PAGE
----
Empathy isn’t a word necessarily associated with the world of business. Meaning to understand, be aware of, and to be sensitive to the feelings and experiences of others, it’s mostly considered in terms of personal interactions. But it’s a crucial aspect of business relations too – and never more so than during the past 18 months.
All of us have gone through extraordinary stresses and strains as we’ve had to adapt our businesses, our working lives, the way we communicate and how we handle our professional dealings under the adverse conditions of the Covid-19 pandemic. Being sensitive to our agency partners’ situations and specific pressures has never been more vital to maintaining good working relationships.
Now, as the world edges toward returning to normal, many advertisers will want to raise their profiles and jump in with big plans and campaigns to make a splash. After a period of such financial pressure and stress, improving return on investment of their – often increased – marketing budgets will be front of mind for many marketers.
This puts marketing procurement centre stage – and defining what good governance and stewardship looks like will make it easier for advertisers to thrive in the new business climate. That involves building solid partnerships that benefit both parties – and that is where recognising the need for empathy in client agency relationships is particularly paramount. It is by being empathetic that trust and genuine partnerships can best be nurtured, and we have seen that evolve over the past period of crisis.
For many working in marketing services, one of the enduring benefits of the pandemic was the collective, collaborative approach of seeing the world from other people’s perspective. We were all in it together – in a way that we’ve never been before – as carefully-constructed media and marketing plans were forced to change. Advertisers and agencies, finance and media, marketing and procurement were all faced with the choice of working solely in their own organization’s, or department’s, best interests, or to choose to work together in partnership to make the best of the bad situation.
I’d say, in the main, advertisers and their agencies have worked in partnership to strengthen their relationships under Covid. Those agency relationships are likely to continue to prosper going forward. Marketing procurement success has been achieved by putting the dynamics of relationships first.
A lack of trust can lead to advertisers looking to change agencies – which can be a complex and costly affair. Far better, to establish good contracts that mean all parties understand exactly what is expected of each other. Then contract compliance can be monitored with regular auditing – and this ensures that as people working within teams on both sides change, a continuity is achieved.
The turnover of staff in both advertisers and agencies can be high – a typical tenure is only 18 months in a role – which can have a significant impact on institutional memory. It makes for a dynamic, creative working environment but it can also lead to a lack of continuity and understanding of established protocols or working practices.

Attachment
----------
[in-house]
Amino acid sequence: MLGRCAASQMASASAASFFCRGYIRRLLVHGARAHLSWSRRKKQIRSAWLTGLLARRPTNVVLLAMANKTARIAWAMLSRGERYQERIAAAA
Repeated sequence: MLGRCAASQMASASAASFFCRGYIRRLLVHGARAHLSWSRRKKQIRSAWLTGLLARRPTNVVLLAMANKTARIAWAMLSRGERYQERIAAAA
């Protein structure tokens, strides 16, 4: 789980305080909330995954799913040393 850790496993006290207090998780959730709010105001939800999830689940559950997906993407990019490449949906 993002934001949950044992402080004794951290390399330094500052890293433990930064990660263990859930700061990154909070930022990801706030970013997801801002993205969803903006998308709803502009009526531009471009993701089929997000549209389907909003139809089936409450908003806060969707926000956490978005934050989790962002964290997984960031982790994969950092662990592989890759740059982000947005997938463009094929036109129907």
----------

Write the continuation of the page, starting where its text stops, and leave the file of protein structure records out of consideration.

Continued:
Because brands invest most of their marketing spend on advertising – and the majority of that on media – good governance in media was the focus of the Association of National Advertisers (ANA)’s report into US media market transparency in 2016. We helped write the recommendations within this report and while many big advertisers have taken some action in this area in the five years since, there is still much work to be done.
But the pandemic has forced a hard reset on all advertisers and brands should seize the spirit of empathetic advertiser-agency collaboration to improve governance across the board – and not just where media is concerned. The marketing mix invariably involves spend in social media, sponsorship, PR, direct marketing and events and the same governance and contract compliance should be applied to the agency agreements in these areas of marketing services. For consumer brands, shopper marketing and in-store promotion can command most of all marketing spend – sometimes 80% or more – and the same rigour should be applied here.
When the contract is clear and all parties have got an empathetic working relationship, the detail is covered, meaning all the energy can be fed into the creative process to focus on the best campaign to deliver the best ROI.
With an established process of checking and auditing contracts, agency and client teams are crystal clear of what’s expected of them. This isn’t about penny-pinching and trying to catch out agencies, it’s good governance for the whole marketing procurement process. Good governance helps to strengthen these relationships by providing a safety net for both parties to trust each other. This limits the ‘downside’ of trust and makes it essential for agencies and clients to “trust but verify”. When you combine empathy with this trust, businesses can maintain a great relationship and focus their efforts on marketing and advertising, rather than implementing controls.